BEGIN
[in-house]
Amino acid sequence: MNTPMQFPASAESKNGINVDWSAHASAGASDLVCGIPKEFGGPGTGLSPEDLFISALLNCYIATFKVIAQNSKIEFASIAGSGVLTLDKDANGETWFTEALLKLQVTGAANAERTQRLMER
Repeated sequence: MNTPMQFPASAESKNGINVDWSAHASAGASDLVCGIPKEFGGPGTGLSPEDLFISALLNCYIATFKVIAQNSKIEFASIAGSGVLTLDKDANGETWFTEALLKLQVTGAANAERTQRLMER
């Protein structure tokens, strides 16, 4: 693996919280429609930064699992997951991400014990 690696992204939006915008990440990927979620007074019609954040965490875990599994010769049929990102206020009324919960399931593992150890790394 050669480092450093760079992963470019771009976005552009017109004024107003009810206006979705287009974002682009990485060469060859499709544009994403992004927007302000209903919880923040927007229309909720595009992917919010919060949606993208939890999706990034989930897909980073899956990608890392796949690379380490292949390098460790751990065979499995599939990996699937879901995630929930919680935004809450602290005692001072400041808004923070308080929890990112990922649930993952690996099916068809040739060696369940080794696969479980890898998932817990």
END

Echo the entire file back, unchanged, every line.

[in-house]
Amino acid sequence: MNTPMQFPASAESKNGINVDWSAHASAGASDLVCGIPKEFGGPGTGLSPEDLFISALLNCYIATFKVIAQNSKIEFASIAGSGVLTLDKDANGETWFTEALLKLQVTGAANAERTQRLMER
Repeated sequence: MNTPMQFPASAESKNGINVDWSAHASAGASDLVCGIPKEFGGPGTGLSPEDLFISALLNCYIATFKVIAQNSKIEFASIAGSGVLTLDKDANGETWFTEALLKLQVTGAANAERTQRLMER
């Protein structure tokens, strides 16, 4: 693996919280429609930064699992997951991400014990 690696992204939006915008990440990927979620007074019609954040965490875990599994010769049929990102206020009324919960399931593992150890790394 050669480092450093760079992963470019771009976005552009017109004024107003009810206006979705287009974002682009990485060469060859499709544009994403992004927007302000209903919880923040927007229309909720595009992917919010919060949606993208939890999706990034989930897909980073899956990608890392796949690379380490292949390098460790751990065979499995599939990996699937879901995630929930919680935004809450602290005692001072400041808004923070308080929890990112990922649930993952690996099916068809040739060696369940080794696969479980890898998932817990």